At this point we get out a little watchmaker’s lathe and clamp it to the workbench. This lathe is the only powered tool in the shop although we use a bandsaw to cut up the pernambuco boards into rough sticks. A small piece of ebony is secured in the lathe and turned round to the size of the rings. Next the ends get reduced until the rings can be hammered on forming a small barrel-like cylinder.

The function of the rings is to prevent the ebony from splitting when the screw is hammered in but it now is part of the bow’s style. In the next post we will carry the button through to completion.

Tuesday, January 18, 2011

WILL’S BOW Part 10. Varnishing.

When the stick is completed it needs to be sealed with a varnish. The varnish on a violin is relatively substantial and plays a role in the instrument’s tone. The varnish on a bow, however, can be quite thin since it is only there to seal and protect the wood and prevent the bow from being effected by rapid changes in humidity. Some makers like to apply enough varnish to fill the wood’s pores completely while others prefer the minimum.

The varnish’s main ingredient is lac, the resinous secretion of an order of insects of the Coccoidea family. The insects deposit the lac on the twigs of certain trees in Thailand, India and other parts of Asia. The twigs are collected and thoroughly cleaned to form a deep red granular product called seed lac or the lighter, more refined shellack in flakes. The varnish itself is made by dissolving lac in alcohol and optionally adding small amounts of other resins. The varnish is not applied with a brush but rather with the technique called French polishing where the varnish is applied to a clean cloth with a little oil and rubbed on the bow. A number of coats are applied to bring the bow’s surface to the maker’s satisfaction.

Wednesday, January 12, 2011

WILL’S BOW Part 9. Stamping the stick.

With the head carved and the stick round we go back to the ‘pannes’ or area at the frog. The facets are given a final pass with a sharp plane and the stick is ready to be stamped with the makers mark. Traditionally the bow is stamped upside down presumably so that if the player holding the bow normally lifts it up to read, it will be right side up. In the earlier 19th century the mark went near the thumb leather but later on the school of Voirin including Lamy and Sartory started stamping further back over the mortice. Perhaps this was because a player’s thumb could wear on a stamp at the leather. Bowmakers normally stamp their bows under the winding as well as a contingency for the day their stamp by the frog becomes illegible.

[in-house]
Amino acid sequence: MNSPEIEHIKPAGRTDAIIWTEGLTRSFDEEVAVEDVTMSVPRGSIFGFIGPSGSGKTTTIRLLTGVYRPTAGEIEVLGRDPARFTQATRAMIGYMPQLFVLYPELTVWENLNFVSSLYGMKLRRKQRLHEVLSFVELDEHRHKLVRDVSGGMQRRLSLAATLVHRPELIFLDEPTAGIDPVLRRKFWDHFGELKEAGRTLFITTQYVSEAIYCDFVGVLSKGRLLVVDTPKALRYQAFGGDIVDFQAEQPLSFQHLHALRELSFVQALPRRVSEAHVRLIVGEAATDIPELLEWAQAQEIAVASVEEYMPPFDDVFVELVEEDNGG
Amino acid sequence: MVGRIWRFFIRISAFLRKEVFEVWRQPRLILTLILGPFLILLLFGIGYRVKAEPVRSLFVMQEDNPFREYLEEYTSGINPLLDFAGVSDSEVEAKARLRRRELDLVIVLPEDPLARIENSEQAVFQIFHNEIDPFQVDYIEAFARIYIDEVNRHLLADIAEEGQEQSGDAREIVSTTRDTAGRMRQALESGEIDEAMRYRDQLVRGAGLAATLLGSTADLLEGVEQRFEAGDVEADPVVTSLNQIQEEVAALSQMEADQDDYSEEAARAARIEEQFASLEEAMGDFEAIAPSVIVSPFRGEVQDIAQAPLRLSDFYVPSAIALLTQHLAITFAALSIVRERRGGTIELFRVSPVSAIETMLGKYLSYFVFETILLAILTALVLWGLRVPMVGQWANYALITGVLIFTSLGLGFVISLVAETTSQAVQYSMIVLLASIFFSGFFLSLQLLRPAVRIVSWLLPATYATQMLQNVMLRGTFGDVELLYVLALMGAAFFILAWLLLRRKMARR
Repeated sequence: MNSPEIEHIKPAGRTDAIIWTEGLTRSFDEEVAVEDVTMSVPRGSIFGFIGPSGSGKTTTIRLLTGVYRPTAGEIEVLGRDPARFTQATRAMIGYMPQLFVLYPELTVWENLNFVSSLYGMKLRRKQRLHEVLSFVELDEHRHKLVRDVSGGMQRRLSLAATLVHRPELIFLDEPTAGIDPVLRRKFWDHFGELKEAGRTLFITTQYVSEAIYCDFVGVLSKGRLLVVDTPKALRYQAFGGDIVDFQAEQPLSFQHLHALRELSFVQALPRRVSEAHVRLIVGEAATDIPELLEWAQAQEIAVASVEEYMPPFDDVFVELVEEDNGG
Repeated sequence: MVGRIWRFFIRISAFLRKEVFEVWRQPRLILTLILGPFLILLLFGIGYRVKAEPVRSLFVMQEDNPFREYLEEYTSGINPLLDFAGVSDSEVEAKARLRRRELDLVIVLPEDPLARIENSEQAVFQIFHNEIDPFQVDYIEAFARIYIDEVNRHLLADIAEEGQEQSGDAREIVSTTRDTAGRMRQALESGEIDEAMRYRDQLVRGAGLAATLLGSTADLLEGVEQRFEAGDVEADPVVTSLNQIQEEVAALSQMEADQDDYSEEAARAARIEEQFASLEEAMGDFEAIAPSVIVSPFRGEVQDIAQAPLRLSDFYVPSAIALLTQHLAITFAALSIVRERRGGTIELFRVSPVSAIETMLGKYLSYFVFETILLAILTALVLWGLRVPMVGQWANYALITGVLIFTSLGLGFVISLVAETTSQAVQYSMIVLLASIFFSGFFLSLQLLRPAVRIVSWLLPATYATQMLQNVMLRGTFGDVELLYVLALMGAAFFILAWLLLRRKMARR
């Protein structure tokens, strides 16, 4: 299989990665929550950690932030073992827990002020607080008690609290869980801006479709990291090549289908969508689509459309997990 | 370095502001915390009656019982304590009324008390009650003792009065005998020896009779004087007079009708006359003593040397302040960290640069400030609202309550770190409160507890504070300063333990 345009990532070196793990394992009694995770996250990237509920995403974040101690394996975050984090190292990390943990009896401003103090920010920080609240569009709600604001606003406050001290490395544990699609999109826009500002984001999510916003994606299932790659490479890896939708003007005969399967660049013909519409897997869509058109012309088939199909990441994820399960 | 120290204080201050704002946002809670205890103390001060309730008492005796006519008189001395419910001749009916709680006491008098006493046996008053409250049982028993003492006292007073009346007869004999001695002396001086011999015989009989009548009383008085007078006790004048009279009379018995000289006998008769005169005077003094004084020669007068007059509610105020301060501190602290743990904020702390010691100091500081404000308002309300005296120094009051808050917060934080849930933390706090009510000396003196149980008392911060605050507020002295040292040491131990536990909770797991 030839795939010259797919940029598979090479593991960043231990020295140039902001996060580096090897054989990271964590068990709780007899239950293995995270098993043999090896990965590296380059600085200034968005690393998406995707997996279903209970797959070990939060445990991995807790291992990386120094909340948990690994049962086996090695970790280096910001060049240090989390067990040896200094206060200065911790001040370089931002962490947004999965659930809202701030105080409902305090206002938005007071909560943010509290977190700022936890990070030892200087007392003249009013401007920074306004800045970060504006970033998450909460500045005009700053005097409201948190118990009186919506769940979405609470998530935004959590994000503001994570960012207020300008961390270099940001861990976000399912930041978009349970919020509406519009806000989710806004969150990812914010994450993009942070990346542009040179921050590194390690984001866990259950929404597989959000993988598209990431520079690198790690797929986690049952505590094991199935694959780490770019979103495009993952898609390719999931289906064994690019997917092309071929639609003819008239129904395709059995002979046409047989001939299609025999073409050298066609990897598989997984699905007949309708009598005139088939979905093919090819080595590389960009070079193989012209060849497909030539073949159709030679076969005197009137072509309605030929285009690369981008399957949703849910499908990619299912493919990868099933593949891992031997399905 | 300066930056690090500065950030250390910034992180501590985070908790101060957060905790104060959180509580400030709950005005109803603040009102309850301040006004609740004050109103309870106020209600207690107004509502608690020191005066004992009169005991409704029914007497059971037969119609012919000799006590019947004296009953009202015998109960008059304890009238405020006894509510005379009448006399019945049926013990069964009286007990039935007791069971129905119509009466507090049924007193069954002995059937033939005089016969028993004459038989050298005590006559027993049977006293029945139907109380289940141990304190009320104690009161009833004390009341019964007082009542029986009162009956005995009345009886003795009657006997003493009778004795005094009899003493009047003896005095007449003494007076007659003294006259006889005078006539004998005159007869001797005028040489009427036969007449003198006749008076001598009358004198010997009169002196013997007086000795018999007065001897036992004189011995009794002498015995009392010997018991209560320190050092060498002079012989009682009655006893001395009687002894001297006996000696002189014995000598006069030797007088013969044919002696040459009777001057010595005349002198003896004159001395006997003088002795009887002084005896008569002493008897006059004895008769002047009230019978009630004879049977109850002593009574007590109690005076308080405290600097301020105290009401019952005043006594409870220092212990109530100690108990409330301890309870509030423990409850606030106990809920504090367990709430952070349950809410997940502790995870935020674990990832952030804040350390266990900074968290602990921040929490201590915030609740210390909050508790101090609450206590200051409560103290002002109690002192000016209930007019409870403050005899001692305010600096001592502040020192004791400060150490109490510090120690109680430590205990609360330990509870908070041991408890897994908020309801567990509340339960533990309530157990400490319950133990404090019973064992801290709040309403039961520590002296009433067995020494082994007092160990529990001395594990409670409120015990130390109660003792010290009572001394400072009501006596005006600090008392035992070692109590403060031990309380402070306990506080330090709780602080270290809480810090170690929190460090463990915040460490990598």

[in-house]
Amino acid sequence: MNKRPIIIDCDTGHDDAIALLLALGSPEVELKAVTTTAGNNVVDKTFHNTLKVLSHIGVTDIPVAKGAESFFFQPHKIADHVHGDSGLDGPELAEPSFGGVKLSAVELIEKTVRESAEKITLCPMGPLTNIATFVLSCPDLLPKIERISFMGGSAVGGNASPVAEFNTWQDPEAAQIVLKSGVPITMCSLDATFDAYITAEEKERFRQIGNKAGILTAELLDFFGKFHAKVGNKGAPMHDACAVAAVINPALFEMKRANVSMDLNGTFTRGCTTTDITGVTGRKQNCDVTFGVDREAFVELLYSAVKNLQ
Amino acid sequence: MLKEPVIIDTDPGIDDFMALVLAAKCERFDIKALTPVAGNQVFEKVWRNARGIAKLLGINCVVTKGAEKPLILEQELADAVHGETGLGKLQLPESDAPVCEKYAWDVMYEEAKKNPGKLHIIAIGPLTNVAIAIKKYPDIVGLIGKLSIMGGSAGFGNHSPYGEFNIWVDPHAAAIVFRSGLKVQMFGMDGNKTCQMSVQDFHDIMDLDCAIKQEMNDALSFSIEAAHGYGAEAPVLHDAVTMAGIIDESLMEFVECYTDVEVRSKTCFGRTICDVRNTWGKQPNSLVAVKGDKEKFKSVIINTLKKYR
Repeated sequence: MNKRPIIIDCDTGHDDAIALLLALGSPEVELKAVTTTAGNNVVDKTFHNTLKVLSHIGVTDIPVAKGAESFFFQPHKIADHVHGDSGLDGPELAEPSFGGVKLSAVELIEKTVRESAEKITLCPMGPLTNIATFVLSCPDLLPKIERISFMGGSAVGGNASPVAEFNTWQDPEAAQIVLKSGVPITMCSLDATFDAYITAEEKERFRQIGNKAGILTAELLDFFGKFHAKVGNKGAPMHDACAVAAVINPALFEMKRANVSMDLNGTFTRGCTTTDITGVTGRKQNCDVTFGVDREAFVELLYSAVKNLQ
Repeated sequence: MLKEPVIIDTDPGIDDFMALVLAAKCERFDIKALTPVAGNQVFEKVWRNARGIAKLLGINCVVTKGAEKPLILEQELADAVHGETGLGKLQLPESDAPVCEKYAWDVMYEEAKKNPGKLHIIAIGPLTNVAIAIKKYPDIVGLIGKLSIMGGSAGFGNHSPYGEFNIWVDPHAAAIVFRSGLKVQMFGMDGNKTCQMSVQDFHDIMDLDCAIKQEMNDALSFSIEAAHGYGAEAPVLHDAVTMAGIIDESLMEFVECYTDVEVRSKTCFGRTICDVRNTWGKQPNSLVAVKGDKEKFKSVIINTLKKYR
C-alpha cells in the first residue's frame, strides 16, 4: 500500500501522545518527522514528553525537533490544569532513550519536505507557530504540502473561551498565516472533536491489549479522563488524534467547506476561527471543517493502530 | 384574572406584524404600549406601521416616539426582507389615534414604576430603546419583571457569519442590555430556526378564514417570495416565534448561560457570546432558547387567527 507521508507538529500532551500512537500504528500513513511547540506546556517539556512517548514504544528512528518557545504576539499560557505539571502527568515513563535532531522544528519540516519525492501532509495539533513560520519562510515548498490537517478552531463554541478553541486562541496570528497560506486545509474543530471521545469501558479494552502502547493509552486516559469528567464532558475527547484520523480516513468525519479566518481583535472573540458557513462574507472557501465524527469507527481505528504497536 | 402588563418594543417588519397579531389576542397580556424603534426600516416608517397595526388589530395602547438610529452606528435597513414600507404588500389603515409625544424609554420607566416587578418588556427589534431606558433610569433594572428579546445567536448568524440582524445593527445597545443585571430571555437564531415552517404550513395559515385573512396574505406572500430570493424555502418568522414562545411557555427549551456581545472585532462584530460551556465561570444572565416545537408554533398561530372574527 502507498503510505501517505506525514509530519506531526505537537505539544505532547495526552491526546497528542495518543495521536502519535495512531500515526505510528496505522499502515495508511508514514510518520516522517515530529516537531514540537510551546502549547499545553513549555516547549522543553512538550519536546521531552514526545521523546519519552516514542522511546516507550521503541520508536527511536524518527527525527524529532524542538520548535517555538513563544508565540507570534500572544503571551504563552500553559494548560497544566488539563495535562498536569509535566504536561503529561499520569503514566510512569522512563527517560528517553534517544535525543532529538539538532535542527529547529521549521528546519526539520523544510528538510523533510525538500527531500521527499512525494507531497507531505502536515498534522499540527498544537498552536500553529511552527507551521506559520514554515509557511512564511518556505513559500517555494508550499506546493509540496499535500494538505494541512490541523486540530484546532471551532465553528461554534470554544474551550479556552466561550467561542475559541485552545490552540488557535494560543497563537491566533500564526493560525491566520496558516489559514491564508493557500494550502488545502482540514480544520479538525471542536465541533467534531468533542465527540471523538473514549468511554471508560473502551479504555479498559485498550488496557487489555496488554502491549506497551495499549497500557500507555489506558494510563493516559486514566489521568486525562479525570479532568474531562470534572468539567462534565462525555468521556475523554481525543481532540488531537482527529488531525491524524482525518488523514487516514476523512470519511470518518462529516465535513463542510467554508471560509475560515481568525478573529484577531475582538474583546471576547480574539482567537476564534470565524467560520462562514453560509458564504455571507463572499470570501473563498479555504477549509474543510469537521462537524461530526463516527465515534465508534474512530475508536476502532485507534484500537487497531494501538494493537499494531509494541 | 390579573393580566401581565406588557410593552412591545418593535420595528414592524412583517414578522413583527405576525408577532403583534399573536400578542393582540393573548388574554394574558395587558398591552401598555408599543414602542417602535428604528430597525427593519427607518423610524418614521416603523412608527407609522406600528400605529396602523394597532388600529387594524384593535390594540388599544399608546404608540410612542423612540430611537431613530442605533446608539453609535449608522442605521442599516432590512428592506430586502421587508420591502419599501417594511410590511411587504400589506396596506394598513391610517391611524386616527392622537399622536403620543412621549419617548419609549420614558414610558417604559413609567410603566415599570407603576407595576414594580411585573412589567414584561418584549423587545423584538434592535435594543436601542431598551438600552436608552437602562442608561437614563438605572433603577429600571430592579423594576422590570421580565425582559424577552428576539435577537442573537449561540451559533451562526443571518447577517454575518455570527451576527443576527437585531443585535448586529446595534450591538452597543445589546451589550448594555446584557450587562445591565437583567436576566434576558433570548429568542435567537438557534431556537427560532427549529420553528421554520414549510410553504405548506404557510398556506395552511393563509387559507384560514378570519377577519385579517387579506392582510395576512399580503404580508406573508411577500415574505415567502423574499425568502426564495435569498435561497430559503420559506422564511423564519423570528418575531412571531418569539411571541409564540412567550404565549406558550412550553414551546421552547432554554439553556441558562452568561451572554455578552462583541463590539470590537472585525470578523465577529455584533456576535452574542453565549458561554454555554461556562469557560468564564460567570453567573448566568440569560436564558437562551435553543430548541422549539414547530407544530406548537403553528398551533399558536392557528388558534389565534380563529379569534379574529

The stamp itself is cut from steel by an artisan engraver and will last a lifetime. However, makers would change stamps for various reasons. Sartory went through a couple before he settled on his well known stamp with the wear on the first letter. Stephane Thomachot and I ordered our stamps together from a little shop in the Marais, rue Pont aux Choux I think. The proprietor sold stamps of all kind but I believe he had our stamps made by another artisan. The stamps were cut by hand with punches and files and were fairly crude under magnification. Not long after that the engraver Boutroué offered stamps made with a special milling machine that were far more precise but I think the hand made stamps have a lot of character.

Stamping is done with a stamp that has been heated over an alcohol lamp. Then a match is burned under it to apply some carbon black to impress into the wood. The stamp should not be hot enough to actually burn the wood but the heat helps it penetrate. The stamp is applied freehand and this is difficult so it is not unusual to see a crooked stamp. Violin bridge stamps had a face in the form of an arc and were rolled onto the bridge. Vuillaume’s bow stamp was also of this type, which explains why his stamps wander. The collector Jean Trible told me the story of acquiring an unstamped gold mounted bow he was certain had been made by Emile August Ouchard. He arranged to visit Ouchard at his home in the country one Sunday hoping that he could return with a stamped bow. Ouchard agreed that he had made the bow but having consumed a lot of wine that day overheated his stamp. The results were barely recognizable but Trible remembered the day with amusement.

Monday, January 10, 2011

WILL’S BOW Part 8. The head.

With the stick round, the final carving of the head takes place and the mortise for the hair is cut. As we mentioned earlier, we have chosen a particular height for this head to compliment our concept for the bow’s relative flexibility and the actual transition where the head meets stick has an effect on the bow’s sensitivity. In addition the overall mass of the head effects the bow’s distribution of weight.